Nursing Home Compare Staffing Star Rating

Alaska is excluded from the chart above. Why? Because 100% of Alaskan facilities received five stars for staffing.

Quality Measures Five Star Rating

The quality measure star rating is based on how the facility performs during the previous 3 quarters (9 months) on 11 of the 18 quality measures currently calculated by CMS:

Long-Stay Residents:
• Percent of residents whose need for help with activities of daily living has increased
• Percent of high risk residents with pressure ulcers (sores)
• Percent of residents who have/had a catheter inserted and left in their bladder*
• Percent of residents who were physically restrained
• Percent of residents with a urinary tract infection
• Percent of residents who self-report moderate to severe pain*
• Percent of residents experiencing one or more falls with major injury
• Percent of residents who received an antipsychotic medication

Short-stay residents:
• Percent of residents with pressure ulcers (sores) that are new or worsened*
• Percent of residents who self-report moderate to severe pain
• Percent of residents who newly received an antipsychotic medication

* Risk adjusted

The scoring methodology is somewhat complex, but essentially point values are assigned for each measure based on the nursing home’s performance compared to other nursing homes in the same state. Each quality measure is given equal weight, so the individual scores are simply summed. The total score is then applied to a scale to determine the star rating.

The current star distribution for quality measures, by state, looks like this:


Overall Five Star Rating

With the complicated math behind, calculating the overall star score is easy. Begin with the health inspection rating. Next, add one star if the staffing rating is a four or five stars *and* the staffing rating is higher than the health inspection rating. Subtract one star if the staffing rating is one star. Finally, add one star if the quality measure rating is five stars,  or subtract one star if the QM rating is one star.

Special note: If a facility has a one star health inspection rating, its maximum overall rating is limited to two stars. Also, if the facility is in the Special Focus Program, its overall star rating cannot be more than three stars.

Why was the Recent Rebasing Done and Why are Providers Unhappy?

Since the fundamental methodology is intended to stratify facilities relatively evenly, but the actual scoring is based on a known point system, a gradual drift towards higher star ratings occurred over the past five years. Part of this is probably due to overall care improvements, and part of this is probably due to providers gaming (or at least selectively improving) parts of the system.

There is also a slight issue of state imbalance. Consider the District of Columbia:



More than 50% of DC facilities hold a five star rating. Does this mean that DC providers provide phenomenal care? Perhaps, though it’s unlikely they provide significantly better care overall than providers in many other states. So how did so many providers get this coveted rating? As you can see above, the majority of DC providers received either four or five stars for staffing and five stars for QMs, which would lead to either one or two stars added to the health inspection rating. This points to a core problem with the five star system: CMS selectively stratifies measures by state, attempting to account for differences in state Medicaid policy and surveyor quirks, but this ends up causing some parts of the measure to reflect best-in-a-state results and others to reflect best-in-the-country results. Since the methodology isn’t standardized, it creates a real problem when comparing the five star rating of facilities located in different states.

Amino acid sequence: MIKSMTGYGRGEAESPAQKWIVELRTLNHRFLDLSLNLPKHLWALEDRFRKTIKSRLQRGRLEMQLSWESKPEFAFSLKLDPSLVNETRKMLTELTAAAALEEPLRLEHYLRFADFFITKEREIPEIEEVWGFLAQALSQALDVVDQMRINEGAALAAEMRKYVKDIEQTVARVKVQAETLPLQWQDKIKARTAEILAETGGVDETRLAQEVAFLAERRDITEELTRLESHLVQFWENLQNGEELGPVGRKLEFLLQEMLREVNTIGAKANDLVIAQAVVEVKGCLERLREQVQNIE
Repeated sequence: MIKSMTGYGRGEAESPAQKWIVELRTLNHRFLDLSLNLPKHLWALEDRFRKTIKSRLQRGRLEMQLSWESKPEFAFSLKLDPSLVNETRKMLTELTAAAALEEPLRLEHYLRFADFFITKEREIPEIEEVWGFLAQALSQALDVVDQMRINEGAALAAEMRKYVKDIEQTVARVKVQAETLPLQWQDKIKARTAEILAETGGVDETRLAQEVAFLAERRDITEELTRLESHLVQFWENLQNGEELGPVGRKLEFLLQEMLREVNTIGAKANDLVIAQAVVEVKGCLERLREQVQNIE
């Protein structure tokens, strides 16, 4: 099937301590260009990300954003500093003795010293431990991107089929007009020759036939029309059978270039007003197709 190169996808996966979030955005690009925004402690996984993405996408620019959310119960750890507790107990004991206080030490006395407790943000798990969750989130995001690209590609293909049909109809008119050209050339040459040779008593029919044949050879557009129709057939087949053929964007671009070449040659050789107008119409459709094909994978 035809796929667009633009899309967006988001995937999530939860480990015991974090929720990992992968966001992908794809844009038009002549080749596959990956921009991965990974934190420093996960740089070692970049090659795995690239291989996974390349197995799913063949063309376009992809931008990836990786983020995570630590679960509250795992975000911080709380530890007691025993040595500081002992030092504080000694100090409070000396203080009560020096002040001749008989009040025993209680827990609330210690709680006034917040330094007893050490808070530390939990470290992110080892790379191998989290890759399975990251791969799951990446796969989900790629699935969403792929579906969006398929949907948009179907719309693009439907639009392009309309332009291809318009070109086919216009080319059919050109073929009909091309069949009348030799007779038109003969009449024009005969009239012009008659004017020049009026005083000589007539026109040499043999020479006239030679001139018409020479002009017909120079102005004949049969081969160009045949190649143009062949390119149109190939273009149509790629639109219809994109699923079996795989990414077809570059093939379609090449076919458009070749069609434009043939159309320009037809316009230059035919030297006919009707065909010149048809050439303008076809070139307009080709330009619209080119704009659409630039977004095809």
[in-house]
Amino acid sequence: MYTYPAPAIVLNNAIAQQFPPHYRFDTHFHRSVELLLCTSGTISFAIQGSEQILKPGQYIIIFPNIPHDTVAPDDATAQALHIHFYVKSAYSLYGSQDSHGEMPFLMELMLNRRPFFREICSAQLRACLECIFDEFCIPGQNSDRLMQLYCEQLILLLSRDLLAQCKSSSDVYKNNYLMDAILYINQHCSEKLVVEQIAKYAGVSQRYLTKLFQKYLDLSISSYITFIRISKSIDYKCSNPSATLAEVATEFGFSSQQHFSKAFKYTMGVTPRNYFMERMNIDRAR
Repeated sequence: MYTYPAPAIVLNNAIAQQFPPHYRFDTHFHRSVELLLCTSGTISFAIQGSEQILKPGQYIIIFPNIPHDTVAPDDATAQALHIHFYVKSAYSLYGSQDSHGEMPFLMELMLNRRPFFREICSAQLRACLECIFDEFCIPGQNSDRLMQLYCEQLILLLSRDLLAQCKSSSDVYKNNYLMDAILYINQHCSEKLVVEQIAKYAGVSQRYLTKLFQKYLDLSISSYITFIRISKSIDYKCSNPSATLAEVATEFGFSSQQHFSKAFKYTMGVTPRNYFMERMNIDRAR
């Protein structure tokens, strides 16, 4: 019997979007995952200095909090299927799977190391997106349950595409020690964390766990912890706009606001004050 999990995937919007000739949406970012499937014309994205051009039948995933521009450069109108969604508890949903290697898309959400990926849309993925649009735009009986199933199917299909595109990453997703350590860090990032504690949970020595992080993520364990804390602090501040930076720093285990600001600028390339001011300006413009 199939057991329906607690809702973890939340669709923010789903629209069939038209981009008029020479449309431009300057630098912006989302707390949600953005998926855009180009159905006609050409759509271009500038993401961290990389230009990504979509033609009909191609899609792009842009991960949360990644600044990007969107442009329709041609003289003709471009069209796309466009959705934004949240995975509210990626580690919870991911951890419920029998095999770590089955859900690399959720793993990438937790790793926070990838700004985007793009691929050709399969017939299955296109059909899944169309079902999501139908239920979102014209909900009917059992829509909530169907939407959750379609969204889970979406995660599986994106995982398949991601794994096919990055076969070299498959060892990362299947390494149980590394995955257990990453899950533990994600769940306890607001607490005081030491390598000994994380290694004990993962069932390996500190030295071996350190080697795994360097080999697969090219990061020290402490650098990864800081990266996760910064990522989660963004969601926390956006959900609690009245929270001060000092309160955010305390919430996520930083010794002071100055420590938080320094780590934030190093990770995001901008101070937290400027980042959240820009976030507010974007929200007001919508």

What Does This Mean for Providers

CMS has clearly stated that it will continue to update measures and rebase scoring to promote continual improvement in nursing homes. While providers are understandably frustrated, this is simply the reality of healthcare today. Complaining about being ‘kicked in the teeth’ only furthers the perception that the nursing home field is behind the times. Instead, providers should see this as an opportunity to excel, not only in Nursing Home Compare rankings, but in service and care as well.

Understanding the methodology behind the five star rating system, as well as the state-level distribution, is a crucial first step to responding to this recent change. It should be clear that the health inspection score is the biggest driver of the overall score, and to reach a five star rating, a provider must be at or below the state average for survey deficiencies. Thus, it is critical, now more than ever, to build effective systems that embed quality processes into daily work. Customer service is also key, as most complaint surveys begin from unhappy residents or family members. Second, staffing hour cutoffs make it easy to compare current staffing metrics to the star rating system. For some facilities, adding slightly more staffing hours is an easy way to improve the star rating. Third, since quality measures are equally weighted, facilities can determine what measures are close to a higher point cut-off and work to improve those specific measures.